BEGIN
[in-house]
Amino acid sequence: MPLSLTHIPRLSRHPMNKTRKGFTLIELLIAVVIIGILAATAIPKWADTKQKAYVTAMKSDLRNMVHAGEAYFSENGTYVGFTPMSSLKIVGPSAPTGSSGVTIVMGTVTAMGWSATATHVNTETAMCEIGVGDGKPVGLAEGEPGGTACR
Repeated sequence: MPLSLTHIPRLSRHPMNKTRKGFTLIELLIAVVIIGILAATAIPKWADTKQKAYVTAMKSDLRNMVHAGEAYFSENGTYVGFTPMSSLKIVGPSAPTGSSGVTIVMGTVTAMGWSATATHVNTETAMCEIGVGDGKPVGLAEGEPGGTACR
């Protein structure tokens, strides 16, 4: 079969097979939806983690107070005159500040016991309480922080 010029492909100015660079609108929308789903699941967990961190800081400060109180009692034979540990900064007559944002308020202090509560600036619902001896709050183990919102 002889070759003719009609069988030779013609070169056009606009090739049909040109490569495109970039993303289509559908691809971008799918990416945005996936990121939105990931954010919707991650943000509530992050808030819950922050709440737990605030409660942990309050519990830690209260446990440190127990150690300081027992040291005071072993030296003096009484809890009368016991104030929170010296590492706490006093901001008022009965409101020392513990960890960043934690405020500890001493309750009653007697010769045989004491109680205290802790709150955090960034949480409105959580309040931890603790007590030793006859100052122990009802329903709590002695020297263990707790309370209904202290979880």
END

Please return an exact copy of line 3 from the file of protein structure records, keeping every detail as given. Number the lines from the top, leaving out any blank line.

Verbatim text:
Repeated sequence: MPLSLTHIPRLSRHPMNKTRKGFTLIELLIAVVIIGILAATAIPKWADTKQKAYVTAMKSDLRNMVHAGEAYFSENGTYVGFTPMSSLKIVGPSAPTGSSGVTIVMGTVTAMGWSATATHVNTETAMCEIGVGDGKPVGLAEGEPGGTACR